So, I have my hero and heroine falling in love with each other. What next? Why, I find a way to get them eating something romantic. At the beginning of the book I’m currently writing, Dominic tries to get Catherine to have lunch with him. She refuses because, busy with building her business and raising her teen-age son, she doesn’t do social things. Dominic isn’t accustomed to having women turn him down. He comes up with a plan to convince her involving–well, that’s a plot twist I’ll save for later.

Anyway, she says yes and he whisks her to the Jersey Shore (this one takes place in Philadelphia where I grew up, back in the day–Ben Franklin’s day.) They share cioppino, crusty bread, a little vino and then head back to Philly. I’m sure the restaurant owner put more time into his cioppino than I do into mine but then, I’m usually in a bigger hurry.

So here’s the dish–it has lots of seafood which is one of the oldest of aphrodisiacs, probably because of the sea’s vast, salty, fertile nature. But even if its reputation is exaggerated, this fisherman’s stew, claimed by the Italians in San Francisco as their invention, is delicious.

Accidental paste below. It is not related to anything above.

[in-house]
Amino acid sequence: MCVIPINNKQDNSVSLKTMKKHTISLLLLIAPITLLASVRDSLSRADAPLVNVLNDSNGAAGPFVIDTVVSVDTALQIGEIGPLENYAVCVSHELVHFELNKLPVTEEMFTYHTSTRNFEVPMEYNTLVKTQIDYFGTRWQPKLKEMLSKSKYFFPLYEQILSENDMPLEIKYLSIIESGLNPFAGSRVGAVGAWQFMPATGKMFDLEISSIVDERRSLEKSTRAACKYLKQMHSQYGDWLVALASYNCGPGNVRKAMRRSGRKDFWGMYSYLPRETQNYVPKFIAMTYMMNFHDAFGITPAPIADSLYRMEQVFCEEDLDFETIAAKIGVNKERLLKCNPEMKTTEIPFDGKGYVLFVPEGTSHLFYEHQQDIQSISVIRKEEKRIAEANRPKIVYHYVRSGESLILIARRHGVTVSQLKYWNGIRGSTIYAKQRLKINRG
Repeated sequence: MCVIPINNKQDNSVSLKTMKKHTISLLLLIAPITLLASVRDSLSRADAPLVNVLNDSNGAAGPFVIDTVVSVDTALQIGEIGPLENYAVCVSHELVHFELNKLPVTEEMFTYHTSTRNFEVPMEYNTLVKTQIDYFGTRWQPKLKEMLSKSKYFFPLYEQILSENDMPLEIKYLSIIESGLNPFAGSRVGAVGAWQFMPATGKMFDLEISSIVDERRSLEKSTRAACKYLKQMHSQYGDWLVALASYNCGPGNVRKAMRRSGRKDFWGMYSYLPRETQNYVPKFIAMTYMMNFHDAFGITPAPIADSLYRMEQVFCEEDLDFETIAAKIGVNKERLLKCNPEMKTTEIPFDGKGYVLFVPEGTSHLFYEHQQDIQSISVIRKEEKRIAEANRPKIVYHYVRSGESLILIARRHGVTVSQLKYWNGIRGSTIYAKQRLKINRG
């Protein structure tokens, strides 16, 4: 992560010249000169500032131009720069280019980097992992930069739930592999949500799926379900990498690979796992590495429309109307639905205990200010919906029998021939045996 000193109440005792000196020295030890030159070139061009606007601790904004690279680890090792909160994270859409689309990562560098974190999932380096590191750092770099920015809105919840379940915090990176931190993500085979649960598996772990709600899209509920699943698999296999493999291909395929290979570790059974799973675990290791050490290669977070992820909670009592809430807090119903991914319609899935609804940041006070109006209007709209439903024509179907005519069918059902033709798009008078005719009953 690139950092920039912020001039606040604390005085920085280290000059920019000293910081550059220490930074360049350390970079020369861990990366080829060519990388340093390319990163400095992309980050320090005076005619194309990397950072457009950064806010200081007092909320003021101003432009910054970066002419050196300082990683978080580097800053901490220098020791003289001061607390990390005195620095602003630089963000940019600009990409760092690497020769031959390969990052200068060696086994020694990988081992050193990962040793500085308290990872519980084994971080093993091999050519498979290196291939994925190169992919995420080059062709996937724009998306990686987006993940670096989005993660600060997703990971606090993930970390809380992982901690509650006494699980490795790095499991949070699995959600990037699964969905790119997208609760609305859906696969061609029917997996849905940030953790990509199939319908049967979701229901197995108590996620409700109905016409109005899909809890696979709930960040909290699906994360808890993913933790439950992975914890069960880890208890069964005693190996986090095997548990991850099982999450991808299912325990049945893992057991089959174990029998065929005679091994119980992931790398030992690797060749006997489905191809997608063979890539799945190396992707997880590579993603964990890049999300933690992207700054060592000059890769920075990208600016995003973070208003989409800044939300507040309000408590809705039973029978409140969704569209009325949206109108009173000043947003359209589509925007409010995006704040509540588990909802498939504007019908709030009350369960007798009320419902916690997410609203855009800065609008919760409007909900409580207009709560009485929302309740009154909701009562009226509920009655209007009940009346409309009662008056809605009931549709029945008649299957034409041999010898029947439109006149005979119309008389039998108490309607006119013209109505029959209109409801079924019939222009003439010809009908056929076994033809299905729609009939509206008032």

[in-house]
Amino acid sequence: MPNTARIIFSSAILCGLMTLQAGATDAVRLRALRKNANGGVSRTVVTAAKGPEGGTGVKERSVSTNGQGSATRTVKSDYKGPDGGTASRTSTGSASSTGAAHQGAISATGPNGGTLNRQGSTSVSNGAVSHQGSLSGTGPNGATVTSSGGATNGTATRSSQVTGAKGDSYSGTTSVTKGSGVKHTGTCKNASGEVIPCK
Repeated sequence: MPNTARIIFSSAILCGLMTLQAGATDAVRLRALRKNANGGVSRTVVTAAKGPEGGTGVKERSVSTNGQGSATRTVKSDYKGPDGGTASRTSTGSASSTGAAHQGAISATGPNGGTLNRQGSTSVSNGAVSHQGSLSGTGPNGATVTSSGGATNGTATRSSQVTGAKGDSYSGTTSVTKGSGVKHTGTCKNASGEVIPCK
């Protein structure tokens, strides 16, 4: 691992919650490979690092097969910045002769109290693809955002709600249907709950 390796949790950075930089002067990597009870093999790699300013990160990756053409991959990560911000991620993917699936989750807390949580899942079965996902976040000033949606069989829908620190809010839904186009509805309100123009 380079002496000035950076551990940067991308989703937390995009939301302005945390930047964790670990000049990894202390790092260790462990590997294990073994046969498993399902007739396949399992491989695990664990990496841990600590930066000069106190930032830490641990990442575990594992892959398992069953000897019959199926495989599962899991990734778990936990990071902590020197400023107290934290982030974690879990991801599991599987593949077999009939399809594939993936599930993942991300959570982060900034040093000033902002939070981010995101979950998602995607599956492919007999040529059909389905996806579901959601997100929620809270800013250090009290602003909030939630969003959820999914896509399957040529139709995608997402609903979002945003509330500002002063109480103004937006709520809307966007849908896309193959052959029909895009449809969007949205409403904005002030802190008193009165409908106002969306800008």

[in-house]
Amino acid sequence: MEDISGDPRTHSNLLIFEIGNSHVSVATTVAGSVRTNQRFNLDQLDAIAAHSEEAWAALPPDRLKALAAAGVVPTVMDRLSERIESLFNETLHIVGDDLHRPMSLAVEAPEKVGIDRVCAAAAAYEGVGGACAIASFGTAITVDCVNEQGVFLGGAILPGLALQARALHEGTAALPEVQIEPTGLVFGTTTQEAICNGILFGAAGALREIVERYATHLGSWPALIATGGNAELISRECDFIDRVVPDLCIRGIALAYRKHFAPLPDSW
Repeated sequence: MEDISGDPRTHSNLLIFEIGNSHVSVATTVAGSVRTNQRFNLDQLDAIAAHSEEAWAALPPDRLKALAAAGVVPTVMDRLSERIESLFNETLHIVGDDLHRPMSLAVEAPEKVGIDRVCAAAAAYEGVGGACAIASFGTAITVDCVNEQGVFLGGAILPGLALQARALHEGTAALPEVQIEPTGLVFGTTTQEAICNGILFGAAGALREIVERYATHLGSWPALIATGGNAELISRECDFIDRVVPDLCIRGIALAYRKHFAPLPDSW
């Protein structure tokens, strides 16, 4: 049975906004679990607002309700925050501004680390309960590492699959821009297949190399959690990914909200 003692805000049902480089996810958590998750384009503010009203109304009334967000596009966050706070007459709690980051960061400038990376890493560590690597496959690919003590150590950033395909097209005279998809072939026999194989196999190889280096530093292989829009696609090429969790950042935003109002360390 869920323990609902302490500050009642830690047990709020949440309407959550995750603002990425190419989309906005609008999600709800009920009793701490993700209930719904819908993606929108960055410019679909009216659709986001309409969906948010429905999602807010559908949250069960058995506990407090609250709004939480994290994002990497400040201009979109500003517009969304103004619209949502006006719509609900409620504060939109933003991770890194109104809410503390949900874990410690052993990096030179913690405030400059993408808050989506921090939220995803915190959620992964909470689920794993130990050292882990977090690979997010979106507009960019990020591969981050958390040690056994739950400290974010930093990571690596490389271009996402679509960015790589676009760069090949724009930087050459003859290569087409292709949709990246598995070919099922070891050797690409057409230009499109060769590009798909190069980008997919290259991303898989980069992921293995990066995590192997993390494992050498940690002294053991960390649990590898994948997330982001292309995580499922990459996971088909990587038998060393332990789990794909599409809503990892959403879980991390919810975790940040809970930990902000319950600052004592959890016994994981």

For 2 servings

olive oil to coat bottom of large, heavy saucepan
1/2 onion, chopped
1 large garlic cloves, finely chopped
1/4 teaspoon dried crushed red pepper flakes
1 bay leaf

1 jar of your favorite prepared spaghetti sauce (I like Paul Newman’s)

Dry white wine or clam juice

An assortment of seafood–for example, 1/2 pound manila clams, scrubbed, 6 uncooked large shrimp, peeled and deveined, a half dozen large scallops, 1/2 pound assorted firm-fleshed fish fillets such as halibut or salmon, cut into 2-inch chunks

Saute onion and garlic in olive oil until soft and fragrant. Add jar of spaghetti sauce and thin with wine or clam juice until it is the consistency of a thick soup. Bring to a boil. Reduce heat to low and add fish. Simmer for 5 minutes and add shrimp. When they begin to turn pink, add clams or scallops and cover. Check after a few minutes to make sure all the clams are open. Discard those still closed.

Serve with bread, wine and a lot of love.

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